Cotton Wedding Dress, ca. 1798
Well, it's come down through my mother's family. And the bride was born in 1770, I believe.
And apparently, she wove the fabric and made her dress.
It's a typical 18th-century dress. And I don't know whether you know this, but dresses open up the front until the 1820s.
I didn't know.
And there are a lot of reasons for that, but one is, is that it was easy to nurse. And a dress was very multi-functional, and you could get bigger in it.
And she must have gotten bigger, because the dress has been altered, and there's this strip down here which shows that is was made larger. And then she put a little piece in here, probably so she didn't have to close it so much, like that. And these are detachable sleeves. And it meant that maybe when it wasn't quite as warm, she could've covered her arms. And very different than contemporary construction is that the sleeves go in very far in the back, which means that the woman couldn't have lifted her arm up more than about to here. So she was limited in her motion. So this was her wedding dress, wasn't it?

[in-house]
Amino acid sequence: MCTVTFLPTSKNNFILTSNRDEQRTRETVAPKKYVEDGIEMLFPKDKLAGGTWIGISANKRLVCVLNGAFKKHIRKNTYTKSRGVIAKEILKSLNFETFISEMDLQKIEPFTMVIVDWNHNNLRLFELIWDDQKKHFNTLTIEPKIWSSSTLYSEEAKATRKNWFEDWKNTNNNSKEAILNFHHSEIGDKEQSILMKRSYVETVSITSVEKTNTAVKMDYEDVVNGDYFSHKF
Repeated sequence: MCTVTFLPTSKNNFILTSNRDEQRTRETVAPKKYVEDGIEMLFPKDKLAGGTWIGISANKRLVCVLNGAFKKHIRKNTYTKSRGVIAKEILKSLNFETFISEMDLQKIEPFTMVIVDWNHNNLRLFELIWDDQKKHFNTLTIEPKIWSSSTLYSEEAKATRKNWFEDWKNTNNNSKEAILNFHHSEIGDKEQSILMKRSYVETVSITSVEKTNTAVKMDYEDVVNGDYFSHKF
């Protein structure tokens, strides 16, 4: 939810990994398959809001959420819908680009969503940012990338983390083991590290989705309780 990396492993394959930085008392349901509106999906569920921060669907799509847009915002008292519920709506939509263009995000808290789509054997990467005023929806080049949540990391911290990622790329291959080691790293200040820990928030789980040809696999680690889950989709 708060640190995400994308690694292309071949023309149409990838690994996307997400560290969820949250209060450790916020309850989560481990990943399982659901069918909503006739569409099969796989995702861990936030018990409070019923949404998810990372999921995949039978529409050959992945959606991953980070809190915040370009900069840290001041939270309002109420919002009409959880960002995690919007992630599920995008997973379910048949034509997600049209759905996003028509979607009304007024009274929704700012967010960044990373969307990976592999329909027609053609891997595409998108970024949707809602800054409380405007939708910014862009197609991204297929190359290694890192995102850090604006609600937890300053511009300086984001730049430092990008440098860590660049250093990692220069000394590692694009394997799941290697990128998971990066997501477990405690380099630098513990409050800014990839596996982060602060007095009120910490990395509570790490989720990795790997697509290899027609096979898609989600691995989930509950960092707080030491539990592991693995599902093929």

That's what I understand, yes.
I think the most interesting thing about it is, we think of cotton as an informal fabric, but in the 18th century, it was a very rare fabric, and a wonderful fabric to have, and it required a lot of work to wear and own it. I think that I would value it for sale in a gallery between $6,000 and $8,000.
Oh, that's wonderful, and what a surprise.
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